movement types, resistances, and senses. If the form you choose grants these benefits, or a greater ability of the same type, you gain the listed benefit. If the form grants a lesser ability of the same type, you gain the lesser ability instead. Your base speed changes to match that of the form you assume.

Ok, so you get Ability score bonuses, Natural Armor bonuses, the creature's base speed, and benefits based on spell such as movement types, resistances, and senses.

Page 212 then goes on to state you get the form's natural attacks.

You are treating the Polymorph section as subtractive. Ie. You are treating it as you start as creature X and subtract abilities.

However, it is clearly additive. First you get appearance, then you get ability scores, natural armor, movement types, etc.

What it never states is that you gain type. You do not gain the type.

Frankly, you are flat out ignoring the section that states you take the shape of the creature and you APPEAR to be the creature.
It is not actually changing you into the creature.


Quote:

Crimeo, again, you are making a huge assumption by stating that changing into the creature grants everything about that creature EXCEPT what is stated.

First, you have not stated anywhere in the rules where it states that you get all abilities the creature gets except where it states otherwise.

It doesn't say. And when it doesn't say (which it doesn't in this case) or give any special definitions in the book, you go by ENGLISH definitions.

Does it define the word "it"? No, so you go by English definition of "it" etc. etc.

The English meaning of "change into" is "gain all of its properties and lose any that aren't properties of it" so that's what it means, unless the books have some special definition.

Quote:
While these spells make you appear to be the creature, granting you a +10 bonus on Disguise skill checks, they do not grant you all of the abilities and powers of the creature.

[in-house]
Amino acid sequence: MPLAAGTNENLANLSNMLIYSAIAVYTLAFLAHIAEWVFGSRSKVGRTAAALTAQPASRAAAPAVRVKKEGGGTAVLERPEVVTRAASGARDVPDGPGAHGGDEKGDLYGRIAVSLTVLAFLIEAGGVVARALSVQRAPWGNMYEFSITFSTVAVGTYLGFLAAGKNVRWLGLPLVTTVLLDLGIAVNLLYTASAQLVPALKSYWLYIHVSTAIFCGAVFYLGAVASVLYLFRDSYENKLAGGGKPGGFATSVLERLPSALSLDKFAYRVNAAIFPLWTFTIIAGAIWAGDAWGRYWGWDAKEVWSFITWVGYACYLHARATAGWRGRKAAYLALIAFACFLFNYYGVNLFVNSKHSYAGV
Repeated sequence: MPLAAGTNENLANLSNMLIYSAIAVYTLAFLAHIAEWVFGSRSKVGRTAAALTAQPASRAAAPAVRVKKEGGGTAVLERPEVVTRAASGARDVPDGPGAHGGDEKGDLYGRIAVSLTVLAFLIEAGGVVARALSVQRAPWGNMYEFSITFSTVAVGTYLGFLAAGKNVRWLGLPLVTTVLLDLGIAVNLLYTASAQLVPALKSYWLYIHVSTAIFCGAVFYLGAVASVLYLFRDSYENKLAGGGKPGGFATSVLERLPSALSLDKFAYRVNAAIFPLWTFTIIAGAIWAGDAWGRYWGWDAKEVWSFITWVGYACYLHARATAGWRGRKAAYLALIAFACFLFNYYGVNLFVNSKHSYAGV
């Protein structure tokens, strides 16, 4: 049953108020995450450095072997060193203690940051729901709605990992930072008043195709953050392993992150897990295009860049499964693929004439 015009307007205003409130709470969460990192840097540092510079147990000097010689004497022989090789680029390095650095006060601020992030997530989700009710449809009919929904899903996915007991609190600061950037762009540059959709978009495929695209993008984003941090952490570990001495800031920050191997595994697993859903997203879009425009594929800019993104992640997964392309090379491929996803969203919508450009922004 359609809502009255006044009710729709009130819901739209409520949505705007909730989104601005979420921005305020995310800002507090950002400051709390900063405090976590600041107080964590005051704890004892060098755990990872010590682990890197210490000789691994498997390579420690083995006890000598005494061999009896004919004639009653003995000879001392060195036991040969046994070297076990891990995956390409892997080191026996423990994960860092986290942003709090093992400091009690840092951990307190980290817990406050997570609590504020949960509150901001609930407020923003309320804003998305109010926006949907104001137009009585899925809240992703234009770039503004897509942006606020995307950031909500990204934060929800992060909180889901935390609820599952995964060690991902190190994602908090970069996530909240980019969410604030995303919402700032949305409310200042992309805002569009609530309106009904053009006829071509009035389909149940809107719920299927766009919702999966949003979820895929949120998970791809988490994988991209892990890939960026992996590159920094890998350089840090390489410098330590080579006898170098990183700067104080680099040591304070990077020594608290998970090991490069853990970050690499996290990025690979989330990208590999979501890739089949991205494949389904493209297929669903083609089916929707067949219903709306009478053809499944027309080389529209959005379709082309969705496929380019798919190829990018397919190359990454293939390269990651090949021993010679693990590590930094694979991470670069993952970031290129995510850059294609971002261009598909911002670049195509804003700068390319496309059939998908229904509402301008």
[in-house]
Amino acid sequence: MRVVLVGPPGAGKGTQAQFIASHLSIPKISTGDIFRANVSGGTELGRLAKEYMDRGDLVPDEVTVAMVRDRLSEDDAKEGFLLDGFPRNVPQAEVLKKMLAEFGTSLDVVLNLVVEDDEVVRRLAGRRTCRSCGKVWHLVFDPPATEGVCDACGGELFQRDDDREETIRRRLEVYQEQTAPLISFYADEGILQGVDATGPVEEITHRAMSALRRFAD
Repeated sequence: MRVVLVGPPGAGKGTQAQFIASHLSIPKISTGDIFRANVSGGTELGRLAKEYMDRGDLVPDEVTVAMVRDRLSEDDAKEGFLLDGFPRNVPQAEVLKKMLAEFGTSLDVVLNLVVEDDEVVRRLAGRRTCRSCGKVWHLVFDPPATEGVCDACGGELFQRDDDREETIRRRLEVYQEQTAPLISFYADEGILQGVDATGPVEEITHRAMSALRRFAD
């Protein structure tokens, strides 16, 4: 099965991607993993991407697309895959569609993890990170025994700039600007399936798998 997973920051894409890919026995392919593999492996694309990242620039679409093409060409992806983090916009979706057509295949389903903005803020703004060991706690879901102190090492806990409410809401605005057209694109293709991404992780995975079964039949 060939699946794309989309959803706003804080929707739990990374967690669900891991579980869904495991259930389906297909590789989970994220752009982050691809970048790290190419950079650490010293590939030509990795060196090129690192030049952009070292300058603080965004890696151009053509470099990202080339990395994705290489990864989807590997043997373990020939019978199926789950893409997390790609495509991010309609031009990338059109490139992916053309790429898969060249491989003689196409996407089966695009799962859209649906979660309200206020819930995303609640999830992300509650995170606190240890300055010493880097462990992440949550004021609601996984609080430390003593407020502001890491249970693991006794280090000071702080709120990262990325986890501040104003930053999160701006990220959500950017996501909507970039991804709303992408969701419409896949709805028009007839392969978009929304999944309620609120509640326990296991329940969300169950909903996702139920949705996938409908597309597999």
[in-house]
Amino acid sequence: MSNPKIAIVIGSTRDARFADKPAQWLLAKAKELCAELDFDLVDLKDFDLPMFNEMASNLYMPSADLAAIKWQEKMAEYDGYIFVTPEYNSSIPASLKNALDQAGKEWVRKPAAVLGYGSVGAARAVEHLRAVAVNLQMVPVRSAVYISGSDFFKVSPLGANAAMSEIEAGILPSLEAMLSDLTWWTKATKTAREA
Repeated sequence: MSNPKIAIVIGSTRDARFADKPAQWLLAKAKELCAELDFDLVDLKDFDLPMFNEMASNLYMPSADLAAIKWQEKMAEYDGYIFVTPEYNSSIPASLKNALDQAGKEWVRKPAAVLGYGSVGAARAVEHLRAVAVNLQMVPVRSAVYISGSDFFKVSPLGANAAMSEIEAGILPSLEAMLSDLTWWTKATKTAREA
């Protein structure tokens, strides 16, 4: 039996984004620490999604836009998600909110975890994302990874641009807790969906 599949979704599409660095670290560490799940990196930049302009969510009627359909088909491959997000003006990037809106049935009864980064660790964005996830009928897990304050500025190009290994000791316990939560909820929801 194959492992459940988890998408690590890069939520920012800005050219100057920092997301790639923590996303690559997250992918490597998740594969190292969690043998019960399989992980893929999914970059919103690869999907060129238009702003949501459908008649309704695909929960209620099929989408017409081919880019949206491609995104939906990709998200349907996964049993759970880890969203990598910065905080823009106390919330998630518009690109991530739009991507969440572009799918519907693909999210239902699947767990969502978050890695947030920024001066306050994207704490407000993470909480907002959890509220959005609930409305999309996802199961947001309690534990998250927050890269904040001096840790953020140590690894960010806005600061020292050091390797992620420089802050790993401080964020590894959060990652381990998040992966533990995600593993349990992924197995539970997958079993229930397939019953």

I already pointed out in my previous posts that they explicitly remove abilities and powers from the list (type is not an ability or a power). And yes, appearing like a creature is one of the things that would be inherited by changing into one.

Quote:
You get the form.

Yes you do, I agree.

Quote:
Ok, so you get Ability score bonuses, Natural Armor bonuses, the creature's base speed, and benefits based on spell such as movement types, resistances, and senses.

It has to mention all of these, only because it previously said "remove all abilities and powers" thus, any abilities and powers it wants have to even more specifically be added back in. In other words, you already had all these, plus all other abilities and powers, it then removed them all with your first line you quoted. Now it's adding back in only the ones it wants.

None of this is relevant to creature type, because unlike powers and abilities, that was never removed from the list of "everything" that comes with changing into something. Thus, unlike powers and abilities, it need not ever be listed as being added back in.


Crimeo, I already proved conclusively IN THE RULES why you are wrong.

The rules clearly state that you gain the shape and appearance of the creature. They do not state that you become the creature.


Quote:
You do not become the creature.

This is simply incorrect. From spell text, third time:

Quote:
[baleful:] As beast shape III, except that you change the subject into a Small or smaller animal of no more than 1 HD.
Quote:
[polymorph any:] This spell functions like greater polymorph, except that it changes one object or creature into another.
Quote:
[polymorph:] This spell transforms a willing creature into an animal, humanoid or elemental of your choosing.

Yes, you DO become the creature, at least with those three spells they in fact state that you do. (Which INCLUDES the shape and appearance, of course. Those other quotes of yours are by no means contradicted. They just aren't exhaustively descriptive.)


I'm in agreement with Gauss here. The section isn't well written but it is clear enough you are only supposed to receive exactly what is specified in the polymorph subsection, which does not include creature type. Otherwise you get into weird situations where you have to adjudicate what 'abilities and powers' means: is HD an ability or power? Should I recalculate my HP based on type HD? Clearly not.


Crimeo, what you may not be aware of was that in 3.5 Polymorph explicitly changed type and subtype and this was removed from Pathfinder.